[color=blue] Well, hi.

The piece that follows is one of my weirdest works - high-flown and on the philosiphical side. I really want some feedback on it, as i want to know if i'm any good at this sort of writing. Moreover, if there is anything that points me out as a non-native English speaker i really want to hear about it. So, here goes ...[/color]

Practice Room Number Three had always been hers. She had not bothered to stick a label on its door, for it was not required. She was inextricably bonded with that little enclosure, and had been since she first entered Brookfield High. Everyone in school knew that no matter who you were or what you needed, Practice Room Number Three was out of bounds in her absence.

Only a select few were permitted to enter her private sanctum, and only one was allowed to remain for extended periods of time as and when he liked. As she grew up, Practice Room Number Three became synonymous with comfort, soft music, and sometimes a pair of protective arms to hold anyone who needed reassurance. Just one rule – never a word was spoken within its boundaries.

Most of the time she simply sat at the piano, playing a simple melody with one hand while the other supported her cheek. Sometimes she closed the instrument and used it as a table for her compositions, both written and musical. Often her friend would enter soundlessly, and let the music she made wash over him – sustaining him, showing him he would never be alone while she lived. That music had accompanied everything from his reveries to his pre-exam revision.

On rare occasions, the music would be slightly harsher than usual, a jarred note of pain breaking the fluid flow. When he beheld her thus, he would sit by her till she grew calm, or pick up the melody as she sought relief in silent tears.

Over the years, the number of people infiltrating her sanctum grew slowly. She remained unfazed, for few dared breach her privacy when her face bore anything other than a faraway look of content. And when she was content, why would she grudge anyone the happiness her music could give them?

Her dearest friends suffered losses, whose pain they momentarily forgot as they imbibed the serene stoicism that had always shown in her face. Even so, the harsh notes in the music grew more frequent, and it was often that the children seeking their “soul tonic” were forced to turn away.

Pain forced words from her friends, words which forced their way past the spirit of silent communion that was Practice Room Number Three. Together, she and her friend sang of love, death, parting, and bitterness. No words spoken other than those sung, but their hearts slowly mended by the music she jointly made. The music of love, parting, and, above all, life.

Today she enters Practice Room Number Three to find him waiting for her. He is sitting on the floor, knees to his chest, head in his arms. She knows he is devastated – his world has been shattered, just like hers was so many years ago. A twitch of her lip betrays her, as she walks towards the piano and begins to play. A simple melody, composed partly of her memories, and partly of her emotions from so long ago. Feelings that she has never put into words, even though it has been nearly a decade since she lost everything.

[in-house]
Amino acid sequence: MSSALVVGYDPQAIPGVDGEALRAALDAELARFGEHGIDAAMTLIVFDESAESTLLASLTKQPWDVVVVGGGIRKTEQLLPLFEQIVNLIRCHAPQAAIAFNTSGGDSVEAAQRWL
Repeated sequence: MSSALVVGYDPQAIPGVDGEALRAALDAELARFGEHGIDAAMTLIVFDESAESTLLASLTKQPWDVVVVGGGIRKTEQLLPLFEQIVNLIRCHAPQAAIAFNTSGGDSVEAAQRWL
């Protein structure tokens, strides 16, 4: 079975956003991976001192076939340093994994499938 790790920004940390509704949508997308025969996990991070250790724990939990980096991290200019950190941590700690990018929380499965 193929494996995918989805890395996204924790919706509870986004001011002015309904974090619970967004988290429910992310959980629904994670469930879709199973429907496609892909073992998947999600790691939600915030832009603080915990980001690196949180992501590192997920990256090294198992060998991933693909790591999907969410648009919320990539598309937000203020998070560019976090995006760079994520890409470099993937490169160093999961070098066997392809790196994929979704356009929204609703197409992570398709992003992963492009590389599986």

She remembers, and the tears fall on the ivory keys as she plays. She does not notice him rise, but a moment later she feels him kneel behind her.

He strikes a broken chord.

A gasp breaks from her as the melody she has so carefully constructed gets destroyed in an instant. It is then that she realise that he is simply continuing what she had begun – the story of their lives.

From then on, the melody soars higher. She can see the thunderclouds looming, and then the storm breaks… so much more than just a storm. His music is a story of conflict, against a world where humanity is slowly becoming scarce… where people like the two of them hide their scars and learn to move on. She wants him to stop – the harsh truth is rending her to the very core.

He feels her tremble, and lets the notes die out. When he touches the keys again, the tones are buoyant. The melody speaks of sunshine, the scent of flowers, and bliss. A promise of happiness to come, yet somehow tinged with melancholy, and something she cannot identify. A thread of a heartfelt emotion, which she knows she should recognise.

Then he plays the opening bars of one of her favourite airs, and she looks deep into his eyes – does he mean what she thinks he does? The two of she had listened to this together, and he had asked, “What does this mean? I cannot see it.”

She had looked into his eyes as she does now, and she had uttered one word.


Her fingers brush over his as four hands now continue to weave a joint melody, a perfect harmony amidst all the discord.
Um well, I posted this when I was a newbie to this site, but I'd still like a bit of feedback on it. Anyone volunteer? Plee-a-a-se?

- Joy.
Wow, I very much doubt that anybody will set about proofreading that very piece of work.
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I've already proofread it, but could someone please volunteer feedback? I'm fairly sure there aren't any spelling or grammatical mistakes in the passage, but I want to know how to improve it further.

- Joy